Russia’s ambassador to the United Nations on Thursday denounced allegations that the Kremlin was behind the poisoning of an ex-spy in Britain last month, calling the suspicions an attempt to “discredit and delegitimize” Russian involvement in countries such as Syria.

In a special meeting of the Security Council called by Russia, Vassily Nebenzia asserted that “with a high degree of probability,” the intelligence services of other countries are behind the March 4 poisoning of the former Russian double agent, Sergei Skripal, and his daughter in the English country town of Salisbury.

“This is a coordinated, very well-planned campaign” aiming to undermine Russia’s role “not only in finding a solution in Syria, but anywhere else,” Nebenzia said.

The British government has concluded that it is “highly likely” that the Kremlin poisoned Skripal, who remains in critical condition. But scientists at the British lab that analyzed samples said they could not pinpoint its origin, only that it was a military-grade nerve agent in the Novichok family.

The poisoning led more than 20 countries, including the United States, to expel about 150 Russian intelligence officers posing as diplomats, in a coordinated show of solidarity with London.

Russia called the Security Council meeting after the Organization for the Prohibition of Chemical Weapons, a watchdog group based at The Hague, on Wednesday rejected Moscow’s bid to join its investigation.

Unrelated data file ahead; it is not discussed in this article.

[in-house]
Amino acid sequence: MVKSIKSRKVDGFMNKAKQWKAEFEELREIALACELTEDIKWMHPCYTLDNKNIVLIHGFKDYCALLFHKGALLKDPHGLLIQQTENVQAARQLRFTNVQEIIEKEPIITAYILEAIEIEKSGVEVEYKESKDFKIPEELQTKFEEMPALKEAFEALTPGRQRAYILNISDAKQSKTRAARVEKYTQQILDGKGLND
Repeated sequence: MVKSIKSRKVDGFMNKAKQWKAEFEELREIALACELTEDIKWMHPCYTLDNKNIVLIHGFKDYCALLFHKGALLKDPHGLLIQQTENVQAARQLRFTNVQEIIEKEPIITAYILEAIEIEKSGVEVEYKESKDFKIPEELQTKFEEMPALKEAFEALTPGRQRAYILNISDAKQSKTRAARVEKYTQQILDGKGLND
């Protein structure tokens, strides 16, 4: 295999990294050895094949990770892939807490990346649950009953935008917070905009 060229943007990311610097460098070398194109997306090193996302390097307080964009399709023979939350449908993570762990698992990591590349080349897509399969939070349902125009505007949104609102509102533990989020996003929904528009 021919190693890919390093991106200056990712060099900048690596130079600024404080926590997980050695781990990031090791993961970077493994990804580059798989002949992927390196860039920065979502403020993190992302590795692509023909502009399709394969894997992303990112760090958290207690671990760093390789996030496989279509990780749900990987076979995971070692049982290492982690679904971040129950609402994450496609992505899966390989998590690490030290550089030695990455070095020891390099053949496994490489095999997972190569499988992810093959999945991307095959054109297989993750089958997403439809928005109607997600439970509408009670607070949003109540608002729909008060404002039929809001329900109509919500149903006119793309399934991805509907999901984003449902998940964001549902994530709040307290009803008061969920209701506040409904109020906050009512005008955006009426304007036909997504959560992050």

Nebenzia opened the session with lengthy, wide-ranging remarks in which he raised serious questions about the nerve agent’s origin and posed more-off-the-wall questions such as what happened to the Skripals’ pet cats and guinea pigs.

He tried to undercut suspicions that the Kremlin is the only plausible perpetrator, warning Britain’s ambassador, Karen Pierce, “You’re playing with fire, and you’ll be sorry.”

“Novichok is not copyrighted by Russia in spite of the obviously Russian name,” said Nebenzia, adding that the United States and Britain also had developed the nerve agent.

Nebenzia belittled some of the theories British officials have put forward, at one point reading from “Alice in Wonderland” in a display of nonsensical allegations.

Pierce in turn said Moscow was trying to deflect blame with a wide net, postulating theories that blamed terrorists and other groups or suggesting it was an attempt to distract from Brexit, Britain’s departure from the European Union. She compared Russia’s offer to participate in the investigation to an arsonist wishing to investigate the fire he had set.

British authorities have conveyed Russia’s desire to have its consul visit Skripal’s daughter, Yulia, who is recovering from the poisoning. Pierce said it will be her decision.

Kelley Currie, the U.S. deputy ambassador, accused Russia of peddling conspiracy theories that she dubbed “preposterous.”

“We firmly believe Russia is responsible for this chemical weapons attack on British territory,” she said. “Either Russia deliberately used this chemical weapon or failed to secure its stocks.”

Earlier in the day, at a conference on international security in Moscow, Russian Foreign Minister Sergei Lavrov dismissed the accusations of Russian culpability as a “fairy tale.”

Lavrov called for a “substantial and responsible” probe into the poisoning case and said Russia wants to “establish the truth” about what happened.

Lavrov said the refusal to allow Russia to join the investigation was a “mockery of international law, diplomatic etiquette and elementary decency.” He said Skripal’s poisoning was “staged to justify the expulsion of so many diplomats.”